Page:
Barley Barley Everywhere
By Warren Lander
With the current state of play in our weather conditions over the past three years, barley has been the mainstay of many in production and financial reward and it has been the liquid gold that many have wanted. Because of this, the barley area has again exceeded all expectation on the East Coast as well as Western Australia.
Information released by ABARES in June announced an increase of barley plantings in New South Wales by over 25% to previous years to 750,000 hectares. Add a potential yield of 1.95mt/ha onto it and we are looking down the barrel of a 1.5 million tonne crop. Victoria has 850,000 hectares planted and a 1.8 million tonne crop, South Australia 900,000 hectares planted producing a 2.1 million tonne crop, while Western Australia a whopping 1.6 million hectares production which could be 3.7 million tonnes produced. On average there has been an increased planting of barley by 27% Australia wide. Our own research indicates that the main varieties planted are Compass, Planet and Spartacus. In looking at those numbers there is a chance that Australia produces a 9 -10 million tonne barley crop. On top of this, there is an expected carry over of 600,000-800,000 tonnes of barley in Western Australia and on the East Coast, well, take a guess but let us, for argument’s sake, say 150,000 tonnes. In anybody’s language, there appears to be a lot of barley about if the predictions are realised.
I understand all numbers that I have included are a bit rubbery and a lot can happen between now and when the great lie detector enters the paddock at harvest but it’s a well-known fact that China is holding all keys here to the safe. The million dollar question here that everyone wants to know is will they impose a tariff or ban our barley entirely? Will there be a deal or no deal Eddie? Currently Australian barley is priced very competitively against their domestic corn market and the Chinese just love our barley for their ever increasing beer market, so if China is able to step back and allow the market to reopen, it will be like kids at the ice cream shop. Some serious inroads will be made on the large surplus that is currently building in Australia.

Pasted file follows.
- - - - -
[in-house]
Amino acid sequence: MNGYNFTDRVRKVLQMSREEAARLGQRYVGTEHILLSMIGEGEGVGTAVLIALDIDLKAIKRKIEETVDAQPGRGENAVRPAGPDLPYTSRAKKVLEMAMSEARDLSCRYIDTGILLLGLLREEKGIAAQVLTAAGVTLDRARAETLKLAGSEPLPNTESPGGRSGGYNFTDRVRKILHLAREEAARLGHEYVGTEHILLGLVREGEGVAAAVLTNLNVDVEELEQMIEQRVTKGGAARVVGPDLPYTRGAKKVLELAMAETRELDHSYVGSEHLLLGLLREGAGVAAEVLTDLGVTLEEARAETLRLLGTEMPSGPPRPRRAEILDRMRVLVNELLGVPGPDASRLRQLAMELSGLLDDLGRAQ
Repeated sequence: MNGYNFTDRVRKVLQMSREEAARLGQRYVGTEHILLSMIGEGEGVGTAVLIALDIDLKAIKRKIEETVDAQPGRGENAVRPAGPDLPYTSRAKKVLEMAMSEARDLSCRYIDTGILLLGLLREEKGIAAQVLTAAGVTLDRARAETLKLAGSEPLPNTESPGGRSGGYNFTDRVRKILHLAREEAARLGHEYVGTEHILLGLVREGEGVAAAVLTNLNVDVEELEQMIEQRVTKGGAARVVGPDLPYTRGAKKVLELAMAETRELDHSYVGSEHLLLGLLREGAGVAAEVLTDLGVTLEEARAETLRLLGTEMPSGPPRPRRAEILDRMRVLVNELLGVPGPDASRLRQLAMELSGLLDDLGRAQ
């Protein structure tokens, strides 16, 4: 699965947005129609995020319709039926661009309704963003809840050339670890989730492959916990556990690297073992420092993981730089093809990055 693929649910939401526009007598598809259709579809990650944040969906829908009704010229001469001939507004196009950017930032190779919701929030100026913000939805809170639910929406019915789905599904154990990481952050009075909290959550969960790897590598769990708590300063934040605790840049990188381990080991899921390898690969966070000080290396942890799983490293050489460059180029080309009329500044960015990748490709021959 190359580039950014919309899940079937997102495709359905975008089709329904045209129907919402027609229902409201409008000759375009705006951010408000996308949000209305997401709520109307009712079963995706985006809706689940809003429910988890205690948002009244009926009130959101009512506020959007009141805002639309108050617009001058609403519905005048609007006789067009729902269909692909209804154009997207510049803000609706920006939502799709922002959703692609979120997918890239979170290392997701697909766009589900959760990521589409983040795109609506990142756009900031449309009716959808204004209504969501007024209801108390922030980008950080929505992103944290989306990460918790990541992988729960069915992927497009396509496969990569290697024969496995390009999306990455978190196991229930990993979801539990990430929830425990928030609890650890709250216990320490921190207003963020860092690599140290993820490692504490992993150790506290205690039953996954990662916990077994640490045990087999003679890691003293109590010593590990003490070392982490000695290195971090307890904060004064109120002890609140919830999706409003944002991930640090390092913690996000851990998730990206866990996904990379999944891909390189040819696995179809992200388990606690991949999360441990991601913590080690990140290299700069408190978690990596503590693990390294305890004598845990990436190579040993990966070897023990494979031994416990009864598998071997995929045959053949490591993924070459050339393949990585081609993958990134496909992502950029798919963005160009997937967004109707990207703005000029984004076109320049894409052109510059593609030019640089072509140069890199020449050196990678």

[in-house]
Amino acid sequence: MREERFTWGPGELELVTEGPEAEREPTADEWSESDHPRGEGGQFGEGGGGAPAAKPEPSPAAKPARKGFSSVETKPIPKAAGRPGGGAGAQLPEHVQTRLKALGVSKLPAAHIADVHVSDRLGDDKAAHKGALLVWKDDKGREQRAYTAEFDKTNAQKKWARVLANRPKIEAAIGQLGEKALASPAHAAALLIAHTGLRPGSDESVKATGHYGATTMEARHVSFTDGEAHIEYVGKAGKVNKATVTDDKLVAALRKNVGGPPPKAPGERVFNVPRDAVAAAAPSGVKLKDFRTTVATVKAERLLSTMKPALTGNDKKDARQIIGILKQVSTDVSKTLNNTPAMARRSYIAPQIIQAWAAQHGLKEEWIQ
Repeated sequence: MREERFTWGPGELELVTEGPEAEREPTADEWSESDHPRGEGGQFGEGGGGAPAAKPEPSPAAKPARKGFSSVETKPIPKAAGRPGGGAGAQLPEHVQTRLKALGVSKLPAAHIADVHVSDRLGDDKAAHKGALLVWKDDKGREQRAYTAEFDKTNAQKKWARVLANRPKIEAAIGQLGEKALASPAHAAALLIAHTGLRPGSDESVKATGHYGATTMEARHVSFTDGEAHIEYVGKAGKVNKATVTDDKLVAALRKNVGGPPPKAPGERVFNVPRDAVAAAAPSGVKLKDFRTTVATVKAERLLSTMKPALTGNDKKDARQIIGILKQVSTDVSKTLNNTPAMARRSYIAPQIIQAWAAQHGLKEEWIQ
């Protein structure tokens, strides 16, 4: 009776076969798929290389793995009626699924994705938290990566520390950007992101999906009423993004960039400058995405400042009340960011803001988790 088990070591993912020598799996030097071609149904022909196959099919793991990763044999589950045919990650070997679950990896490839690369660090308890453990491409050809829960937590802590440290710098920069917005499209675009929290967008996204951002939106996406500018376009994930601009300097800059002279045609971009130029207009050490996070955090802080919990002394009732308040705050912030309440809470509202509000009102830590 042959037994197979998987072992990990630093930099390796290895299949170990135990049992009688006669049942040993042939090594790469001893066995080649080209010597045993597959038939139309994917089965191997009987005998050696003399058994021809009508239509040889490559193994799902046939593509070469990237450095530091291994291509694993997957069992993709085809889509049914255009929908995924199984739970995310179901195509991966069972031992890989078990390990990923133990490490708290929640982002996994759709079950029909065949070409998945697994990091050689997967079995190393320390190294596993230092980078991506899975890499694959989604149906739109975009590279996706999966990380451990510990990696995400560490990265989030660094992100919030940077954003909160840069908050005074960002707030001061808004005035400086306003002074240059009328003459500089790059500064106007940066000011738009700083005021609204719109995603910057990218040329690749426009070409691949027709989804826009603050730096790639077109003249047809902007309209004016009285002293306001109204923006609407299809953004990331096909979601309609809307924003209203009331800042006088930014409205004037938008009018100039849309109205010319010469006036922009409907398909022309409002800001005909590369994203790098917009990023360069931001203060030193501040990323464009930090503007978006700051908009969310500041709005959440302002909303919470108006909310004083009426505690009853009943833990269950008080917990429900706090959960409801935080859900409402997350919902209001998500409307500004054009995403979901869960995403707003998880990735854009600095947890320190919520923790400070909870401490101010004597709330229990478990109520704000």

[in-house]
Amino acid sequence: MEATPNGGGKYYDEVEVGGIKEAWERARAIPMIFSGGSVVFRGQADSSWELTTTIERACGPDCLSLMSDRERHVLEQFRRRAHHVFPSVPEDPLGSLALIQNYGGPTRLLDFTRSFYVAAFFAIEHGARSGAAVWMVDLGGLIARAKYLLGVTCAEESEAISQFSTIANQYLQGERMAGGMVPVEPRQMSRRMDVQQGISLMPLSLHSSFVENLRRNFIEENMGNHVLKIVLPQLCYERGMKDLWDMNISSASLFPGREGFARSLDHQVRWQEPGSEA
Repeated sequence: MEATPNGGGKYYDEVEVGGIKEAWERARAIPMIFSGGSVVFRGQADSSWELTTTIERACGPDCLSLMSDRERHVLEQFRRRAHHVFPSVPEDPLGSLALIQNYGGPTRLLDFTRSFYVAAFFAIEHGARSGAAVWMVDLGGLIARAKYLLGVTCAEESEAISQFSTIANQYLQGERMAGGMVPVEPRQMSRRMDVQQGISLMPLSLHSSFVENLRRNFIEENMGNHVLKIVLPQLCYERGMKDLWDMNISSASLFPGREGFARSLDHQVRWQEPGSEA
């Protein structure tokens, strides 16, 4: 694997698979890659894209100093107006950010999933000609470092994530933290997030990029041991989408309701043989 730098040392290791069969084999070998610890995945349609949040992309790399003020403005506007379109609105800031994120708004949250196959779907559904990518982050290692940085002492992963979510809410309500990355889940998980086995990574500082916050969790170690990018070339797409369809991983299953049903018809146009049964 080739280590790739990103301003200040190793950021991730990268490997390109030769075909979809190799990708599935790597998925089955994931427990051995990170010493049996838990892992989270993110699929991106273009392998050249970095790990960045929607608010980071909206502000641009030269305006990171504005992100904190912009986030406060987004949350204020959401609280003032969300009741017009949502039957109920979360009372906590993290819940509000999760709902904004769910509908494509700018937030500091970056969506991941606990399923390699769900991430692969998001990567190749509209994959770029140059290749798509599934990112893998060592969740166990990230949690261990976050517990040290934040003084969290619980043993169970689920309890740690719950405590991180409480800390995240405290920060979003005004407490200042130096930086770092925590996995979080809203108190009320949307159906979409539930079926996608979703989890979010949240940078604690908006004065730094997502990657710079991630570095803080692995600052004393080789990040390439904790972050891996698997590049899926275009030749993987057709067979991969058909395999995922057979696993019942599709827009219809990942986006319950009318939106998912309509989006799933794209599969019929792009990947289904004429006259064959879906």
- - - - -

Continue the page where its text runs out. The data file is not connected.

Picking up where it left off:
If this was to happen it will help to correct the slow-moving freight train that is upon us carrying the old and new crop ever closer together. I understand that nobody wants to sell their grain under value but if current new crop barley values are some $80/mt below old crop, on today’s market pricing this will continue to push lower and sooner or later these markets will converge, and when they do, old crop will be cheaper and new crop will just be cheap.
The way I see it, to carry old crop into a new crop year you are betting that the harvest will fail and it will continue to stay dry. Either this is the right thing to do or nobody will know until it happens, but if the season starts to shore up regardless of your area, the market will take its own course, and today the path of least resistance appears to be to the downside. By how much I do not know. It will just rest with the volume and supply. The consumer has the supply chain worked out now, its just the volume that’s the unknown.
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